Principles of ecological landscaping: Part 1- Plant selection

How do ecological landscapers select plants for use in a design? What can we learn from how plants choose where they live and who they live with?

By adopting an ecological perspective to landscaping , we can gain insight into designed landscapes that would otherwise be missed by more traditional approaches to plant selection. Travis Beck’s 2013 book, “Principles for Ecological Design”, digs deeply into how learnings from ecological science can inform landscape design.

According to Beck, good horticulture is often defined as “the right plant, in the right place”. Adopting an ecological view of plant selection in landscaping takes this basic assumption of plant physiology and viewing it through an ecological lens. Thinking of plants as more than just their visual or practical functionality allows us to create systems that are informed by how plants behave in nature, and how we can work with those behaviours in an intelligent and sensitive way.

Traditional landscaping leans heavily into international garden trends to inform plant selection, design styles and aesthetics generally. Ecological landscapers may still be informed by these trends and styles, but their designs embedded in the local ecology of the area. From an ecological landscaper’s perspective, the selection of a plant or collection of plants comes not just from their individual character, beauty or fashionability, but from how they interact with each other and the environment around them.

By considering the ecological processes and core characteristics of a landscape that influence plant growth and distribution, ecological landscapers can design gardens and spaces that celebrate their local bio-region and fit within the landscape context of the area, while being resilient, low maintenance and aesthetically pleasing.

Indigenous plants have evolved over millennia to local conditions and are well suited to an areas biophysical characteristics like temperature and precipitation ranges, wind and soil types. They’re phenology or life cycle is also adapted to local conditions. Additionally, plants have adapted to co-exist in local ecosystems. Understanding these various adaptations and consciously working with them deepens the practise of landscaping and adds another layer of potential to the landscapers pallet.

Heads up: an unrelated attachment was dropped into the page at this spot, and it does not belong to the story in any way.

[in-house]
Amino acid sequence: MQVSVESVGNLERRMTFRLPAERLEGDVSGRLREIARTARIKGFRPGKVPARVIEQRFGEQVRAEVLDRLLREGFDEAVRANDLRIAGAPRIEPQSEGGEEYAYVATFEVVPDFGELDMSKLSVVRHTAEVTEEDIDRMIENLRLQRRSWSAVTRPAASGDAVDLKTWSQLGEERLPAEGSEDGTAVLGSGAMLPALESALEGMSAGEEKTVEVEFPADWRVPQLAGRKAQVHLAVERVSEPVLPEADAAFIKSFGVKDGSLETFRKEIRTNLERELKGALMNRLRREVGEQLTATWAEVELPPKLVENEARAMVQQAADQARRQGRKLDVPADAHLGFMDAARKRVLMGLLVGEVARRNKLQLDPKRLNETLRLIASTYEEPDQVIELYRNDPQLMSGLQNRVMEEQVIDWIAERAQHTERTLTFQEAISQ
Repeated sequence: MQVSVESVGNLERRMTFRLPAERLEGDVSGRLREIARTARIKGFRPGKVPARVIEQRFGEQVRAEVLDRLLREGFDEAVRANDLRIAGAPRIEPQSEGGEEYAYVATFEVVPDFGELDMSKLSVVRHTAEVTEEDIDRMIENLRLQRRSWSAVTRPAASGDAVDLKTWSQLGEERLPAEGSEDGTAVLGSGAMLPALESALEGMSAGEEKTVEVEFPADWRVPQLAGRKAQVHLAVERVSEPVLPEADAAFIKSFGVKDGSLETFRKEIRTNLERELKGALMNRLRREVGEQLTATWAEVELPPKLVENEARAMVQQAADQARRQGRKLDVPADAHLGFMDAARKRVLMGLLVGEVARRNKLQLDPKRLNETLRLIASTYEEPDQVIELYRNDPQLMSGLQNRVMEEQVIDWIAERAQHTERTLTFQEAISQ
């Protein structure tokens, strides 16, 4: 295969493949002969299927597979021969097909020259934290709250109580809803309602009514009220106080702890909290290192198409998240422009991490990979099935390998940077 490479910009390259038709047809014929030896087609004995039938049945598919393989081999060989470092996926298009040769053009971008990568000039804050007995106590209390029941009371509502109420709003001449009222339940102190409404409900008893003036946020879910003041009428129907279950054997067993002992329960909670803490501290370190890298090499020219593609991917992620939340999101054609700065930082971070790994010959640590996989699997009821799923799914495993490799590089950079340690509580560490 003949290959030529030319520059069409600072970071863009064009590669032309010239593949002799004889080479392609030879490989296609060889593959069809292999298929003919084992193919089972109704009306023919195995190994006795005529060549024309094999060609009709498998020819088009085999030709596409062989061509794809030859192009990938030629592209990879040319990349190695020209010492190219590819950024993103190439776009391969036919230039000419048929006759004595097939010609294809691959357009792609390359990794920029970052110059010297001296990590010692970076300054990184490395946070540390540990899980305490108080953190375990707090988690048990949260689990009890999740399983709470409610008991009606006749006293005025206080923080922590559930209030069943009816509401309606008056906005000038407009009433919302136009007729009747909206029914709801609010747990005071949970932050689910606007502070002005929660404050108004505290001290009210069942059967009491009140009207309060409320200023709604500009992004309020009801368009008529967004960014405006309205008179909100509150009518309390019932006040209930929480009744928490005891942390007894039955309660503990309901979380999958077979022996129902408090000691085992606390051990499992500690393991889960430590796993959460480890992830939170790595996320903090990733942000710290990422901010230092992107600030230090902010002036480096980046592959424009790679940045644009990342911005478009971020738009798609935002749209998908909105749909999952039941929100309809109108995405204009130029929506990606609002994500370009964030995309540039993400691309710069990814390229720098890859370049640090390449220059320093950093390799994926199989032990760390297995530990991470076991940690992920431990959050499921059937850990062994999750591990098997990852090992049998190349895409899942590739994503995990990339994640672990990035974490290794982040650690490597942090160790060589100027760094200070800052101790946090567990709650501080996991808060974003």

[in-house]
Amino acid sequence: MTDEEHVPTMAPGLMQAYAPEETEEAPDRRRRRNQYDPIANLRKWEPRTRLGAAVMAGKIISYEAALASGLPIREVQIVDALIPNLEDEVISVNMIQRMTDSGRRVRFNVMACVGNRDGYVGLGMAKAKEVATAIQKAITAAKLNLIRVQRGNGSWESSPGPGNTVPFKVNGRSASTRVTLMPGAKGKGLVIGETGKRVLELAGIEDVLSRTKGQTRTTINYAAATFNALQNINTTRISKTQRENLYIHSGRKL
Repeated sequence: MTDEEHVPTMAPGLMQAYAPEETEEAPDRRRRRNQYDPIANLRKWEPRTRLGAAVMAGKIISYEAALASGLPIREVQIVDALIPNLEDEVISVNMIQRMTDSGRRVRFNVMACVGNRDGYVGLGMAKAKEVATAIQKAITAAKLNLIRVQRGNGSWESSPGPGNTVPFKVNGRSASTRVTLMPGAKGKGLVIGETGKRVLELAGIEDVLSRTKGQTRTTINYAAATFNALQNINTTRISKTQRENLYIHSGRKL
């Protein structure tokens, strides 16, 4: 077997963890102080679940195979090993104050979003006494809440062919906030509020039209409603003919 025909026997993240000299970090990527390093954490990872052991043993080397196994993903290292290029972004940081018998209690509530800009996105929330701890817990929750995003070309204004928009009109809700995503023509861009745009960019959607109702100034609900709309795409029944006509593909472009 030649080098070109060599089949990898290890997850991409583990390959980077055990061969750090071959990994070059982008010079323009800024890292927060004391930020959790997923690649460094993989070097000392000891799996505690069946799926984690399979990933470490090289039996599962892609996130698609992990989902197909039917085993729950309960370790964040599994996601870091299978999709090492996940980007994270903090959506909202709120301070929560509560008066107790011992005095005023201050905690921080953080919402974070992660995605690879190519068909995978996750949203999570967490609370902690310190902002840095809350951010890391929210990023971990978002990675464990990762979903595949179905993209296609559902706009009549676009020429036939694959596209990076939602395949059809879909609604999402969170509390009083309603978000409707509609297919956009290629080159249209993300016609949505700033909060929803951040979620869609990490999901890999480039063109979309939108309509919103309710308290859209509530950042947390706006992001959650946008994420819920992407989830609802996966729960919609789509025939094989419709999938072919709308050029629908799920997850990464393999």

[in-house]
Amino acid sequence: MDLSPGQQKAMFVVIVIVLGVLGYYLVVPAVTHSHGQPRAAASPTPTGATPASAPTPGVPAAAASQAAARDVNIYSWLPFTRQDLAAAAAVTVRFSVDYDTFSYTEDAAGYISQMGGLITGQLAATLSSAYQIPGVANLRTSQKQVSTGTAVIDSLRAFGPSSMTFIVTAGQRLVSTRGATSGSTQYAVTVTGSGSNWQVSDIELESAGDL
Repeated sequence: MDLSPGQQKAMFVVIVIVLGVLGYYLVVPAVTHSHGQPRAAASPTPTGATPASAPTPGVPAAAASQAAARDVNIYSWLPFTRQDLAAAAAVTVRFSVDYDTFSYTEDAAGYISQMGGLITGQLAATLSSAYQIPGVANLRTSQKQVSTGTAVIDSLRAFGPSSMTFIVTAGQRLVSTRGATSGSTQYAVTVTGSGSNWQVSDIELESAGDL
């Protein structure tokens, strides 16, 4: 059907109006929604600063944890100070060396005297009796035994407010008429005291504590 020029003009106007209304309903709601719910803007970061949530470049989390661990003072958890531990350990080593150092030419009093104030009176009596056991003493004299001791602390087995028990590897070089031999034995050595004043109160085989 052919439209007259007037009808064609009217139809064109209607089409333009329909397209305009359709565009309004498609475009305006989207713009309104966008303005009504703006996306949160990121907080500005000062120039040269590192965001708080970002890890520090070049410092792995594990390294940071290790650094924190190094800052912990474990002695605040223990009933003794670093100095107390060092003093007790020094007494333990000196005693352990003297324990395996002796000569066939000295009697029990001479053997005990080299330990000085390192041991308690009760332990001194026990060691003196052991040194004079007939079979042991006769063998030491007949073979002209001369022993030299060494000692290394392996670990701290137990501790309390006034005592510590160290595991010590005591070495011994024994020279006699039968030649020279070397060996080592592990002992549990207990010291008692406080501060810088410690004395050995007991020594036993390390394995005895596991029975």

In traditional landscaping, a selection of plants is called a ‘mass’ and plants selected for a larger area are called ‘plant pallets’. These terms emphasise the aesthetic basis of plant selection in landscaping. In contrast, ecological landscapers consider plants as composed of populations and communities as plant ecologists do. The characteristics of these populations include the spatial, genetic, morphological and age structures of plant communities. By working with indigenous plant communities we can create robust, resilient and self supporting systems that require far fewer inputs and management interventions than traditional plant selections. Designing planting communities that mimic locally occurring populations creates a local ‘likeness’ in the design that exhibit a large variety of benefits, from increased resistance to pests and diseases, to improved support of local wildlife and reduced maintenance costs.

We are blessed in the Garden Route to have access to a wide range of beautiful and diverse plants that are globally unique, aesthetically beautiful and multifunctional. Our exposure to mountains, forests, rivers, sand dunes and plateaus gives us access to a variety of plant communities that suite a broad range of niches in the built environment. From water wise succulent gardens that are extremely low maintenance, to richly diverse fynbos gardens and forest plantings, working with our local ecology gives us huge scope for the integration of nature into human spaces. By working with locally indigenous plants we can create habitats for local creatures that are well adapted to co-exist with plants form the area. Because our plants are well adapted to local conditions, it often means they require less intensive maintenance and care to thrive.

Adopting an ecological perspective to landscaping opens up opportunities for deeper understanding and connection about the world around us and how the natural world can interact in and around our homes.

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